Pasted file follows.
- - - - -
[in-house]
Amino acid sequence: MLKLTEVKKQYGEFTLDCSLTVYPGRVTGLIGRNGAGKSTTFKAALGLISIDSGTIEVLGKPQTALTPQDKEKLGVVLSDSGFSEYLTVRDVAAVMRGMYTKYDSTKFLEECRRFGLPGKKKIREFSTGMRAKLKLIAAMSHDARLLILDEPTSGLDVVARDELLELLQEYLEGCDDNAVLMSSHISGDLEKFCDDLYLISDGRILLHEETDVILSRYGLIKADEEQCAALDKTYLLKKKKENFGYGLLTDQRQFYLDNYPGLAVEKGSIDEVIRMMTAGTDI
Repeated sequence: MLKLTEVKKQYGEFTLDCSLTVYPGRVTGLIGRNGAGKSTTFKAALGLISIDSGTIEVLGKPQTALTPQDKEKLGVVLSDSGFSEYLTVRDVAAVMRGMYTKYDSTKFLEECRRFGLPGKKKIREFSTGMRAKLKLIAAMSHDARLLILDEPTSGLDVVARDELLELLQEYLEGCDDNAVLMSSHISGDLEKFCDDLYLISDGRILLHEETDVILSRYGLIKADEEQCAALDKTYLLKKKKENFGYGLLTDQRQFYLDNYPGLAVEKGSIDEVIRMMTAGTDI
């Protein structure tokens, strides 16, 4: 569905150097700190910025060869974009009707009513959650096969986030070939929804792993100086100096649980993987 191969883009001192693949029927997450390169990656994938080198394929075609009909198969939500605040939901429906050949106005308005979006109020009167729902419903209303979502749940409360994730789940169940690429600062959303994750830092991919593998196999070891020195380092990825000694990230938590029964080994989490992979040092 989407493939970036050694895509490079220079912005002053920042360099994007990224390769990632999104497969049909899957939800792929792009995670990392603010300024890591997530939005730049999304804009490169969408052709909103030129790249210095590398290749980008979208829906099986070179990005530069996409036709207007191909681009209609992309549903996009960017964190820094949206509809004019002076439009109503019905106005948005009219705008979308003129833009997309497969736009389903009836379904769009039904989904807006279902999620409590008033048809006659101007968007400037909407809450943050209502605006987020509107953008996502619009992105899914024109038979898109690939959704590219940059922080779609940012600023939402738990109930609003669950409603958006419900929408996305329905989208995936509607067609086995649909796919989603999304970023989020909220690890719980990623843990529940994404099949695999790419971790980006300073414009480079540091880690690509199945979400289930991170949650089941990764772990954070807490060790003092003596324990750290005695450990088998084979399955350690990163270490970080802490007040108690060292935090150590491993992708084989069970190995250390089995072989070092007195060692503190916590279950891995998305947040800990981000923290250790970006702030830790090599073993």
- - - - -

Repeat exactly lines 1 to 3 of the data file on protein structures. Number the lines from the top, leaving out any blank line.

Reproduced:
[in-house]
Amino acid sequence: MLKLTEVKKQYGEFTLDCSLTVYPGRVTGLIGRNGAGKSTTFKAALGLISIDSGTIEVLGKPQTALTPQDKEKLGVVLSDSGFSEYLTVRDVAAVMRGMYTKYDSTKFLEECRRFGLPGKKKIREFSTGMRAKLKLIAAMSHDARLLILDEPTSGLDVVARDELLELLQEYLEGCDDNAVLMSSHISGDLEKFCDDLYLISDGRILLHEETDVILSRYGLIKADEEQCAALDKTYLLKKKKENFGYGLLTDQRQFYLDNYPGLAVEKGSIDEVIRMMTAGTDI
Repeated sequence: MLKLTEVKKQYGEFTLDCSLTVYPGRVTGLIGRNGAGKSTTFKAALGLISIDSGTIEVLGKPQTALTPQDKEKLGVVLSDSGFSEYLTVRDVAAVMRGMYTKYDSTKFLEECRRFGLPGKKKIREFSTGMRAKLKLIAAMSHDARLLILDEPTSGLDVVARDELLELLQEYLEGCDDNAVLMSSHISGDLEKFCDDLYLISDGRILLHEETDVILSRYGLIKADEEQCAALDKTYLLKKKKENFGYGLLTDQRQFYLDNYPGLAVEKGSIDEVIRMMTAGTDI